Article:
Summary of results

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0.92 0.94 0.96 0.98 1.00 1.02

SKA Equa-tion (8.1) for SKA (black) and Euclid (blue).

information in these correlations, and this explains the change it the ellipses in Sec-tion 8.4.

It is interesting to note the nearly perfect degeneracy in the{w0, wa}plane. Lensing is very sensitive to the combination w0+154wa, which it constrains to be −1±0.03.

These results also suggest that futuristic surveys or improved analyses (e.g. us-ing the so called multi-tracer technique, or specifically planned observations targetus-ing galaxy samples with a very large magnification bias) could provide a complementary test for cosmological models. In particular, integrated terms may contain additional information on the model of gravity; an analysis of this for the f(R) model can be found in [178], and we will present a general investigation in a follow-up paper.

8.6 Summary of results

To quantify and summarize our results, we construct Figures of Merit (FoM) describing parameters of cosmological models. These are given by the inverse of the area of the error ellipses shown in the previous figures, see e.g. [105] for details. To properly quantify the error in the forecasted precision in measuring cosmological parameters introduced when neglecting relativistic effects, we then define the ratio:

rFoM= parame-ters we want to test, andF{A,B}is the sub-matrix of the Fisher matrix of the parameters {A, B}. This corresponds to fixing other parameters; clearly, the larger the FoM the better the given parameters are determined by the experiment. We compute the FoM for the spectroscopic and photometric example surveys (SKA and Euclid, respectively).

{fNL,nNG} {w0,wa} {nss} CDMb}

rFoM

1.0 1.1 1.2 1.3 1.4 1.5

SKA (spectroscopic) Euclid (photometric)

Figure 8.10: Modifications in the Figure of Merit for different sets of cosmological parameters when going from the Newtonian to the relativistic analysis, for the photo-metric Euclid and the spectroscopic SKA galaxy surveys.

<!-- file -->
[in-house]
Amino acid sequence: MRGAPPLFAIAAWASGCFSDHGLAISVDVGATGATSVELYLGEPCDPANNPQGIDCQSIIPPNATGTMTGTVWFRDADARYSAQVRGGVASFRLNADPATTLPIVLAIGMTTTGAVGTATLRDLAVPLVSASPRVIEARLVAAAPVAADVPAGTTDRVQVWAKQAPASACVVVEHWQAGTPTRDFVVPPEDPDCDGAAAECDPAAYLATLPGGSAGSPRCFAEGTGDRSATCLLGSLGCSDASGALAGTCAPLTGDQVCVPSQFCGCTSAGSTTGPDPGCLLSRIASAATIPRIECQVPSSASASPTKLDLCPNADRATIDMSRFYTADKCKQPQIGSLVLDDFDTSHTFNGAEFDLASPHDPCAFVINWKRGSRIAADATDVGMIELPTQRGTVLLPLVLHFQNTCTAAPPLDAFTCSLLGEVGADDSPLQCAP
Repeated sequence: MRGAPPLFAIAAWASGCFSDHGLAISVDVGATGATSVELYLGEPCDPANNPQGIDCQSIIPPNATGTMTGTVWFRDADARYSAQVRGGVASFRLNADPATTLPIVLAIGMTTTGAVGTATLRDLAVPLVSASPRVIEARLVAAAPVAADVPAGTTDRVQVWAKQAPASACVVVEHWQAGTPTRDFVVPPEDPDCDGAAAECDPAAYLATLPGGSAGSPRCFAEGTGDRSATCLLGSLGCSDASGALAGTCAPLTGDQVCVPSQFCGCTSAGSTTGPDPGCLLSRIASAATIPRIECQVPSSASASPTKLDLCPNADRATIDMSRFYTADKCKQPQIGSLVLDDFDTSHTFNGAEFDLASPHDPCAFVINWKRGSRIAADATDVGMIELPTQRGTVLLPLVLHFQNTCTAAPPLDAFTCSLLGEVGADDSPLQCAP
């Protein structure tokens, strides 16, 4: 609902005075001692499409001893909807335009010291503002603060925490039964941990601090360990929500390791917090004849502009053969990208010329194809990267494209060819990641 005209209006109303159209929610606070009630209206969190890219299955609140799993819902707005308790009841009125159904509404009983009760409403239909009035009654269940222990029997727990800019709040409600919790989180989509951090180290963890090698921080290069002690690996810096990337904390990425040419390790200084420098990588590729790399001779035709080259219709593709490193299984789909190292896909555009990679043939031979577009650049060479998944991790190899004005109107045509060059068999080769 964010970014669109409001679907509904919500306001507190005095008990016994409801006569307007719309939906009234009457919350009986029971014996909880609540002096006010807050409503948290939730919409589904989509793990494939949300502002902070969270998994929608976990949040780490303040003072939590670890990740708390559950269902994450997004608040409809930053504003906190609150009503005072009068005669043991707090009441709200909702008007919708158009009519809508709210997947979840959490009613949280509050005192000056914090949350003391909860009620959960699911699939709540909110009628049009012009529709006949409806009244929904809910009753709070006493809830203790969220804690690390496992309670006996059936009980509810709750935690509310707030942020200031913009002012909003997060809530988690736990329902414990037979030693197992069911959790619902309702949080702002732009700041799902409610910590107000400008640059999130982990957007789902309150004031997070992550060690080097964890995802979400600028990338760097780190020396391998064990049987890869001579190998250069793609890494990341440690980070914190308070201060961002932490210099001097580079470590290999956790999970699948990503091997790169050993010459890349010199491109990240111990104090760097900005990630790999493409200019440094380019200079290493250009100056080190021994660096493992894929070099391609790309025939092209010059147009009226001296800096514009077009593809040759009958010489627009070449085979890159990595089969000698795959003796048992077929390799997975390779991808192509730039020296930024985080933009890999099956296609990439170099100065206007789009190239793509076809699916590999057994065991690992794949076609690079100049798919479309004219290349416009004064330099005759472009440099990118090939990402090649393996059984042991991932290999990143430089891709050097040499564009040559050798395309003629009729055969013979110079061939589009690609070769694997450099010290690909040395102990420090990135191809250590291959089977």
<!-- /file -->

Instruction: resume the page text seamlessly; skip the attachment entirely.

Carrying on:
In Figure8.10we show the errors in the in the predicted constraining power when per-forming a full relativistic analysis compared to the standard Newtonian analysis for all parameter subsets.

We can see that in most cases there is a significant difference in the FoM for cosmo-logical models when using a full relativistic analysis rather than a standard Newtonian one. This shows that a precise calculation of the FoM for future surveys requires a proper relativistic formulation of galaxy clustering. The largest effects are on the es-timate of the matter content of the Universe and parameters describing primordial non-Gaussanity. As described in the previous Sections, effects are larger for photomet-ric surveys, due to the fact that photometphotomet-ric bins will cause an increased importance of the integrated radial terms coming from lensing and gravitational potential with respect to the intrinsic galaxy clustering signal.

8.7 Conclusions

In this paper we investigate the effect of including relativistic corrections to galaxy clustering on the constraining power of future galaxy surveys such as SKA and Euclid,

8.7. CONCLUSIONS 153 by using the directly observable angular power spectra. We study how cosmological parameter estimation is affected by relativistic terms by comparing the fully relativistic result with a standard Newtonian analysis.

We also show that cosmic magnification together with other relativistic terms, via their effective “redistribution” of galaxies in redshift space, introduce a bias on the constraints on cosmological, including non-Gaussianity parameters, and so it will need to be taken into account when forecasting measurements of e.g. fNL.